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Permissible Exposure Levels for Selected Military Fuel Vapors Case-referent study in Finlandg Industrial hygienists assessed work histories, industry, and occupation and assigned exposures; 338 matched sets of cases and referents. Exposure of men and women       Gasoline exposure significantly associated with risk of renal cancer. Some hydrocarbon constituents or additives of gasoline are conducive to renal-cell cancer. Time period for the study, 1920-1968. Gasoline 39 1.72 (1.03-2.87) — Diesel, distilled fuel oils 21 1.20 (0.63-2.27) — Exposure of men only       Gasoline 23 2.05 (1.05-3.98) — Diesel or other distilled fuel oil only 6 0.68 (0.23-2.01) —   Both 13 1.29 (0.55-3.02) — a Siemiatycki et al., 1987. b Rushton and Alderson, 1983. c Schnatter et al., 1992. d Poole et al., 1993. RR determinations rather than OR. e Tsai et al., 1993; study in two California Shell refinery and petrochemical facilities. f Wong and Raabe, 1989. g Partanen et al., 1991. / 93

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Permissible Exposure Levels for Selected Military Fuel Vapors potential exposure to gasoline for at least 1 year indicated no increased mortality from either kidney cancer or leukemia, when compared with the general population (ENSR Health Sciences, 1992). The study involved 9,026 land-based terminal workers (i.e., service-station workers) and 9,109 marine distribution workers. There was no association between mortality from kidney cancer or leukemia and various indexes of gasoline exposure, including duration of employment, duration of exposure, age at first exposure, year of first exposure, job category, cumulative exposure, frequency of peak exposures, and average intensity of exposure. Among land-based terminal employees, there was a nonsignificant increase in mortality from acute myeloid leukemia (SMR = 150.5), based on 13 deaths, but no association was found with the various indexes of gasoline exposure. The excess in acute myeloid leukemia was limited to land-based terminal employees hired before 1948, whereas a deficit for this cause of death was observed among marine employees (SMR = 74). The cohort study (ENSR Health Sciences, 1992) was prompted in part by two cohort studies and three case-control studies that reported associations between exposures in the petroleum industry and increased risk of kidney cancer. Rushton and Alderson (1983) observed an excess mortality from kidney and suprarenal cancer among drivers in a cohort study of British marketing employees (SMR, 171; borderline significant). A more recent mortality study of 34,597 Canadian petroleum employees observed a nonsignificant increase in kidney cancer among marketing transportation workers (SMR, 1.34; 95% CI, 0.61–2.54); the increase was slightly higher among marketing workers (SMR, 1.53; 95% CI, 0.61 –3.16) (Schnatter et al., 1992). Analyses of the entire cohort revealed a significant increase in malignant melanoma and a nonsignificant increase in multiple myeloma. A population-based case-control study of kidney cancer (495 cases of renal-cell carcinoma, 74 cases of cancer of the renal pelvis, and 679 controls) reported associations with petroleum, tar,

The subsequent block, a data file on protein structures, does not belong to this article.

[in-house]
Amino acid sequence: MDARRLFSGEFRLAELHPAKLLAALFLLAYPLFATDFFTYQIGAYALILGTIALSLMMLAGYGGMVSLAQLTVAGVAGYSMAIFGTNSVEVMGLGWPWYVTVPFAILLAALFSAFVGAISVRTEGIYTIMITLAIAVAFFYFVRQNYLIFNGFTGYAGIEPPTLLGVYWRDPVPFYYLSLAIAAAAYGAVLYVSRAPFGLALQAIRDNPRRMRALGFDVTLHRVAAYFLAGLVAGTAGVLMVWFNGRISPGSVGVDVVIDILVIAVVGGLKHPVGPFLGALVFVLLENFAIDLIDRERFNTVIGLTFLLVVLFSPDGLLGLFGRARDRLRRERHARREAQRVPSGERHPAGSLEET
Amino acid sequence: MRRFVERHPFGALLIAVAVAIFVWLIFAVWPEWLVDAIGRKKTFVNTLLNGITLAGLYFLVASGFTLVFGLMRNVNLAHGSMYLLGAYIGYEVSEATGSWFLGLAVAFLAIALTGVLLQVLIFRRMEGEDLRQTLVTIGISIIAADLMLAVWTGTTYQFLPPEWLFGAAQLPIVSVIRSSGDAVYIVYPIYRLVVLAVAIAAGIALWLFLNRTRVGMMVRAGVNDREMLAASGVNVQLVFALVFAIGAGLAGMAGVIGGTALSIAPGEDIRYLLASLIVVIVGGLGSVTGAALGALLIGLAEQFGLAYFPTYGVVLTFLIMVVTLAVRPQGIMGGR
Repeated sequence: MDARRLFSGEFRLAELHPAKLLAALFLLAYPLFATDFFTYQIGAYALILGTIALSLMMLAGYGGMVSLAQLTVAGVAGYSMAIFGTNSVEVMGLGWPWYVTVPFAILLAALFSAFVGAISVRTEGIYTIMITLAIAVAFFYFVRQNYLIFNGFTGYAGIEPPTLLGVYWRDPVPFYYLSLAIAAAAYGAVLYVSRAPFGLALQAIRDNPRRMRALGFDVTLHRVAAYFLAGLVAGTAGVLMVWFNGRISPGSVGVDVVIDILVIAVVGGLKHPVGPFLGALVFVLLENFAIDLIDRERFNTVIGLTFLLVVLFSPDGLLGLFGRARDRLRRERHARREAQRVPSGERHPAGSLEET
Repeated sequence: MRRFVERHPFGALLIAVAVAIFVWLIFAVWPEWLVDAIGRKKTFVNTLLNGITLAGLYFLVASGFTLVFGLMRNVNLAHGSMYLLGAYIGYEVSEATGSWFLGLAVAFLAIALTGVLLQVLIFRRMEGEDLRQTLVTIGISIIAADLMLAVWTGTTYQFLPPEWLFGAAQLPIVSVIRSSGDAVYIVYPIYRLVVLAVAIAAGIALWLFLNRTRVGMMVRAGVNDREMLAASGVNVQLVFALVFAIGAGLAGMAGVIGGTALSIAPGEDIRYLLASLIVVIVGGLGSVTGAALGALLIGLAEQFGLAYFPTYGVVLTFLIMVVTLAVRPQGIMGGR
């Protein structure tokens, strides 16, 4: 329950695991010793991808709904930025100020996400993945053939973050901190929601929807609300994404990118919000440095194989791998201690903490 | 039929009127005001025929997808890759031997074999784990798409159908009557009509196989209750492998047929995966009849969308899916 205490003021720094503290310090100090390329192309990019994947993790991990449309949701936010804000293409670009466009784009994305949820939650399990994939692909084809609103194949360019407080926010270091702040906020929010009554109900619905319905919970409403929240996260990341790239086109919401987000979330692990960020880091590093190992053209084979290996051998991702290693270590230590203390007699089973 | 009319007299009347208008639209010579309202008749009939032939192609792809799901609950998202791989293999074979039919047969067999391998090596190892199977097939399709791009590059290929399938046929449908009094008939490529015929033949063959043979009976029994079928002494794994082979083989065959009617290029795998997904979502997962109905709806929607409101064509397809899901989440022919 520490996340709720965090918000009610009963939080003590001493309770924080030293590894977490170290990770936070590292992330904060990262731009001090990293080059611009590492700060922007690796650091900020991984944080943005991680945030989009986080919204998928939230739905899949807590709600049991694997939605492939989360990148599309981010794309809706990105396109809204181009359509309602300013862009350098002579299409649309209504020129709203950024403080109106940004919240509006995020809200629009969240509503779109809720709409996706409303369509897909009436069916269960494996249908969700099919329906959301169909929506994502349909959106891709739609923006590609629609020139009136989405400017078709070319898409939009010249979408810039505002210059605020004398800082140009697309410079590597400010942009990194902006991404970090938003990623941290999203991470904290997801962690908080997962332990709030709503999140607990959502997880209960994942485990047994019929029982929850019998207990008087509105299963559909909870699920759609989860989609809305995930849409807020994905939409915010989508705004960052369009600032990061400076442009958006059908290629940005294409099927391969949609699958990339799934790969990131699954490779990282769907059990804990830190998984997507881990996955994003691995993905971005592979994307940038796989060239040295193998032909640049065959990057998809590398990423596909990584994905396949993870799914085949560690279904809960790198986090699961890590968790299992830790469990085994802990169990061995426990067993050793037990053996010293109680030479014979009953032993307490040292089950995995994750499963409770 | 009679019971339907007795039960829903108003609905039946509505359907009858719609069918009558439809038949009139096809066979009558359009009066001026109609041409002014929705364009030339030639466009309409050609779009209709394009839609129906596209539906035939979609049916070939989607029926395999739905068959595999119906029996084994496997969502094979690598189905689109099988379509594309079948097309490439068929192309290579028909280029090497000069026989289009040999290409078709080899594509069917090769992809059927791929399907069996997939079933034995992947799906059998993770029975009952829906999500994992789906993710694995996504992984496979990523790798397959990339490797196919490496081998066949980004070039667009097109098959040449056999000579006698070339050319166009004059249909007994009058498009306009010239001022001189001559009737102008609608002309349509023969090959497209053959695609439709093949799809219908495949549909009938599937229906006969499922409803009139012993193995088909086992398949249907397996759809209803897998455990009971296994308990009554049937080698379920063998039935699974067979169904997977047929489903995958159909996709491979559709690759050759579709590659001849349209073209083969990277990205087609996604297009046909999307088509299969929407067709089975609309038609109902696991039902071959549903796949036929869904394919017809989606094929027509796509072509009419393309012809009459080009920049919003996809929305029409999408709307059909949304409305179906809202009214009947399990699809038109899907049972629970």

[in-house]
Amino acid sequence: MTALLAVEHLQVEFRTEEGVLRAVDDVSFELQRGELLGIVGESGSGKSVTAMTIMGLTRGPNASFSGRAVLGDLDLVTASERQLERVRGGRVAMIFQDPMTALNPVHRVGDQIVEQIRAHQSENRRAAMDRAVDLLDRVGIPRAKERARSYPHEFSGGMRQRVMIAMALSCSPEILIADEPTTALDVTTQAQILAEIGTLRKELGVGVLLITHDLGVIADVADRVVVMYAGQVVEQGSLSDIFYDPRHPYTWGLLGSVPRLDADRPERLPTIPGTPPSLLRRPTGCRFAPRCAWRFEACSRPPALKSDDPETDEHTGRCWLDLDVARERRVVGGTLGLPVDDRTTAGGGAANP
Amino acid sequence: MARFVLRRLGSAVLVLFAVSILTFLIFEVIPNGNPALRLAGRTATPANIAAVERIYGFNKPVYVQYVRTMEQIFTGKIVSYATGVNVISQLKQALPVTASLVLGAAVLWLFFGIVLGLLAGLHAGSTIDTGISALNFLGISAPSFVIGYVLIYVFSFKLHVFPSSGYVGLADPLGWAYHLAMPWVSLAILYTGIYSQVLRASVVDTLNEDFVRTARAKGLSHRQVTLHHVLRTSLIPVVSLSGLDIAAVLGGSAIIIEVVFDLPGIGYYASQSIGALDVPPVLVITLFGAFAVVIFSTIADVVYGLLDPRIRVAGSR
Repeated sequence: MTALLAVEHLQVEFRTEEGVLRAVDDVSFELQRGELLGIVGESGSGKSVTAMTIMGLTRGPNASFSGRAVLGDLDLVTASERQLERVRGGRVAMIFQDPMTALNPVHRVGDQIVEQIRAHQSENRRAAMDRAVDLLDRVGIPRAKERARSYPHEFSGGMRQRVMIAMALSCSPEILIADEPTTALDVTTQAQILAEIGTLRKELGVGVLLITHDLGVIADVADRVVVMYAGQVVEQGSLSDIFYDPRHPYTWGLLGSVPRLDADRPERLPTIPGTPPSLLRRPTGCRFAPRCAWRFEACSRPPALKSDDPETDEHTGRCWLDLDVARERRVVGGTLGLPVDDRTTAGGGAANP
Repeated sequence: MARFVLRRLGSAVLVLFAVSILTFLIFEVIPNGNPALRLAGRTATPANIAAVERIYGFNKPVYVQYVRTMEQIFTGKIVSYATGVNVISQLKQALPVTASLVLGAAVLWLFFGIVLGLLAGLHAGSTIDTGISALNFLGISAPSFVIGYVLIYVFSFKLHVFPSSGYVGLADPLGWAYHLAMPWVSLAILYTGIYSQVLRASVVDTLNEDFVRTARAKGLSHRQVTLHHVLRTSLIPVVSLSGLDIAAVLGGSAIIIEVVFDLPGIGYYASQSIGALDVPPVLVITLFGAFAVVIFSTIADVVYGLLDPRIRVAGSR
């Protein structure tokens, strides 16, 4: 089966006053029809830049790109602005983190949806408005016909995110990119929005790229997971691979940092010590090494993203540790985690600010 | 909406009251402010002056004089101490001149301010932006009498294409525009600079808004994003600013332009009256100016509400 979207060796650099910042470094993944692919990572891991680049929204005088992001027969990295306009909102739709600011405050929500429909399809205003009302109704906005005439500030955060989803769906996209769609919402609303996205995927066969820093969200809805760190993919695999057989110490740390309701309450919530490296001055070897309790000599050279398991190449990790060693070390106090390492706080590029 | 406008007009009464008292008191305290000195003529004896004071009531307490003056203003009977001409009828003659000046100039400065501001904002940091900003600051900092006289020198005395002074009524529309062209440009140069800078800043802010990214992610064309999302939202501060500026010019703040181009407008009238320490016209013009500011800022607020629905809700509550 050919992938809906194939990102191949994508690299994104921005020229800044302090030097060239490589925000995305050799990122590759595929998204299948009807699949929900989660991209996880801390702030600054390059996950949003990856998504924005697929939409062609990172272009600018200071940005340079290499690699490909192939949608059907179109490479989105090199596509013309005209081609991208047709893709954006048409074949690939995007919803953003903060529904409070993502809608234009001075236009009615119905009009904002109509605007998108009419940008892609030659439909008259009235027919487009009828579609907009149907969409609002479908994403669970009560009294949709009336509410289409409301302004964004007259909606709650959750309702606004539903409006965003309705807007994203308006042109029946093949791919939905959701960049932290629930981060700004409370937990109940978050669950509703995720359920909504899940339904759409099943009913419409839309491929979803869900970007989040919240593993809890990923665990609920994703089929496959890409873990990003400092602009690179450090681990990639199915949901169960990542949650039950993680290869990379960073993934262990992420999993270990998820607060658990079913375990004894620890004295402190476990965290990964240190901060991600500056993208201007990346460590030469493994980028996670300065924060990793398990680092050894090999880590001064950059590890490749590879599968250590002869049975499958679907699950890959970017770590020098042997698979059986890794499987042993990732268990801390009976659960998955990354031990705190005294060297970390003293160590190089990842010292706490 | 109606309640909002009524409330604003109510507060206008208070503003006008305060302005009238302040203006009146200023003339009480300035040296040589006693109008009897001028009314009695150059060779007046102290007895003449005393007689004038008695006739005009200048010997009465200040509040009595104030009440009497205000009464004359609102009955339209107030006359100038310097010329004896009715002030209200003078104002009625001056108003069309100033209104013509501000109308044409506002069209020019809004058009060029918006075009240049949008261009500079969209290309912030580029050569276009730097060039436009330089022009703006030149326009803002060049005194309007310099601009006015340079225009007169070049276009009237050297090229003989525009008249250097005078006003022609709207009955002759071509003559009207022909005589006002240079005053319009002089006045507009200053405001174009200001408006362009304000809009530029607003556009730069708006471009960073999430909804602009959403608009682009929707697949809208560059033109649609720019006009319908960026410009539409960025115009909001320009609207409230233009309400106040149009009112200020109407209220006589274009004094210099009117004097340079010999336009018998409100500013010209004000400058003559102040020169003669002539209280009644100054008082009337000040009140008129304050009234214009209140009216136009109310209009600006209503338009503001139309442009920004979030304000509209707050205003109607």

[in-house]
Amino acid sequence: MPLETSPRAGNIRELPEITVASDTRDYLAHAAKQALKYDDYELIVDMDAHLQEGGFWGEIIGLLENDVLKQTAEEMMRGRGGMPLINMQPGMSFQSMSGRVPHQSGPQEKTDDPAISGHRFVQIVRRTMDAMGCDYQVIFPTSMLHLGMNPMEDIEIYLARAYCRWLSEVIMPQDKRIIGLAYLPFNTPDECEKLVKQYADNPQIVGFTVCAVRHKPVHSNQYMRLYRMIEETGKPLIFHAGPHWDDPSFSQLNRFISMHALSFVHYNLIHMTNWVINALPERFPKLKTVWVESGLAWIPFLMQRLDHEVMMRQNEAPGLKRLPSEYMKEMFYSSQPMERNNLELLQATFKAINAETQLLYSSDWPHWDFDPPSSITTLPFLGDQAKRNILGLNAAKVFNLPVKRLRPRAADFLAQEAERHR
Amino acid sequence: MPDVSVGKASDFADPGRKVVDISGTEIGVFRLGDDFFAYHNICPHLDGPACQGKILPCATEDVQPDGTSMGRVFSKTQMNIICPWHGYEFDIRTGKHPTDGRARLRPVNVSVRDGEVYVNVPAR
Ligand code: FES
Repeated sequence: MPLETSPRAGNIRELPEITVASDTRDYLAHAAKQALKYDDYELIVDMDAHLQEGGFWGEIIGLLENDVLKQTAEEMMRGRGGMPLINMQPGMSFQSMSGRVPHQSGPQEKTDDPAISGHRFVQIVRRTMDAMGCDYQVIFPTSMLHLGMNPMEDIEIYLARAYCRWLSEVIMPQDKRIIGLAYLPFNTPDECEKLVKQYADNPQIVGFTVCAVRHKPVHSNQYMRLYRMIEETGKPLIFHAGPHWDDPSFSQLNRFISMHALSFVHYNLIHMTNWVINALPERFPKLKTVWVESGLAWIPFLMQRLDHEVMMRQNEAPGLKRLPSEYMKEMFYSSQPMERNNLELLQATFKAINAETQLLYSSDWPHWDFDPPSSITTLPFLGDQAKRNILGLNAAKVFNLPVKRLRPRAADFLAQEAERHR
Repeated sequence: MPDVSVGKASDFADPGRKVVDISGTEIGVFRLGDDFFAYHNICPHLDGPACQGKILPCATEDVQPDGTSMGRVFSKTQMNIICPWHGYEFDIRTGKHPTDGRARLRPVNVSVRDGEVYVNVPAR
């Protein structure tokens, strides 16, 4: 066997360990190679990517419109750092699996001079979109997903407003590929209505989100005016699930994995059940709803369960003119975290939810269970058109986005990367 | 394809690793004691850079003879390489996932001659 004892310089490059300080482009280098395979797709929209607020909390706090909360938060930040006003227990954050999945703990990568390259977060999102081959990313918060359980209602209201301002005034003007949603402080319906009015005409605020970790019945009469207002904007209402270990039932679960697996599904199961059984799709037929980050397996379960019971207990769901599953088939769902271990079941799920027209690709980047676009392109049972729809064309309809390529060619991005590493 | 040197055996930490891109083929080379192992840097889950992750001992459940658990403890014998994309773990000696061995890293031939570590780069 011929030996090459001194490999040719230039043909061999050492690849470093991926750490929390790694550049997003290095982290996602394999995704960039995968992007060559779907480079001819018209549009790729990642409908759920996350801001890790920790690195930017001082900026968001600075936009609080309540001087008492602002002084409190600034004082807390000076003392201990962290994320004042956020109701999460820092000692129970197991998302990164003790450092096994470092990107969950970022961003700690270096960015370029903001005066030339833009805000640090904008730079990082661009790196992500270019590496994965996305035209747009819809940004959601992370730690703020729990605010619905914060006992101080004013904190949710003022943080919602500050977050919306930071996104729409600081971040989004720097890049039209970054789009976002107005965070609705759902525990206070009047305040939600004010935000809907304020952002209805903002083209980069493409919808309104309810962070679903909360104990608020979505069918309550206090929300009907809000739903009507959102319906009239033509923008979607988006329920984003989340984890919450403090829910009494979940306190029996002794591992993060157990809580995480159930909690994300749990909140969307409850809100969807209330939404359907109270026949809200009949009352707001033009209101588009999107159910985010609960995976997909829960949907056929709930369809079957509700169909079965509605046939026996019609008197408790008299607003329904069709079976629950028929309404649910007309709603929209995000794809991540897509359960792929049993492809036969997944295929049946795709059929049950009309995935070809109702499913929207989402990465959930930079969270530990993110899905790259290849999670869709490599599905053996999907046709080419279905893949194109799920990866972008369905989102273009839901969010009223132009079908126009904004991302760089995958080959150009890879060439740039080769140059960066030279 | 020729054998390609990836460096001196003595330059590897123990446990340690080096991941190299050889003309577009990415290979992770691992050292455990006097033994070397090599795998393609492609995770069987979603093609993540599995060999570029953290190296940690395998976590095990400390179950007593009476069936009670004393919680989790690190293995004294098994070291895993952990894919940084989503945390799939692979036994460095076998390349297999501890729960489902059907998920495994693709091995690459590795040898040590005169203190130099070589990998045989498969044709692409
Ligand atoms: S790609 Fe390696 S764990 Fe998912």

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Permissible Exposure Levels for Selected Military Fuel Vapors or pitch with no information specific to military fuels (McLaughlin, 1984). For renal-cell arcinoma, the OR risk was 1.7 (95% CI, 1.0 –2.9), and for cancer of the renal pelvis, the OR risk was 2.4 (95% CI, 0.9–6.1). A subsequent investigation on the same renal-cell-carcinoma study group, however, concluded that there was no difference between the cases and controls in the proportion of persons with petroleum-related employment (McLaughlin et al., 1985). Although the latter study does not discuss the discrepancy with the former study, few subjects (less than 2%) are noted as ever working in petroleum refineries, which precludes an evaluation of refinery workers. Steineck et al. (1990) reported results of a case-control study of 320 patients with urothelial cancer or squamous-cell carcinoma of the lower urinary tract. Exposure to benzene (any annual dose) was associated with a RR of 2.0 (95% CI, 1.0–3.8), and exposure to diesel and gasoline exhausts was associated with a nonsignificant increased risk. Poole et al. (1993) conducted a case-control study of 102 kidney-cancer deaths identified from previous U.S. refinery cohort studies. They found no association between kidney-cancer mortality and exposure to nonaromatic liquid gasoline distillates at concentrations typical of refinery background exposure. However, three groups appeared to be at an increased risk of kidney cancer when compared with office workers, professionals, and technicians. Increased risk appeared to be among workers in receipt, storage, and movements (RR, 2.5; 95% CI, 0.9–6.6), laborers (RR, 1.9; 95% CI, 1.0–3.9), and unit cleaners (RR, 2.3; 95% CI, 0.5–9.9). None of these risks is large (and two of the three are not statistically significant), but the possibility of exposure misclassification, which might have affected detection of modest positive associations, exists. A cohort mortality study conducted by Tsai et al. (1993) of two California refinery and petrochemical plants reported no significant excess of deaths due to kidney cancer (8 observed and 6.03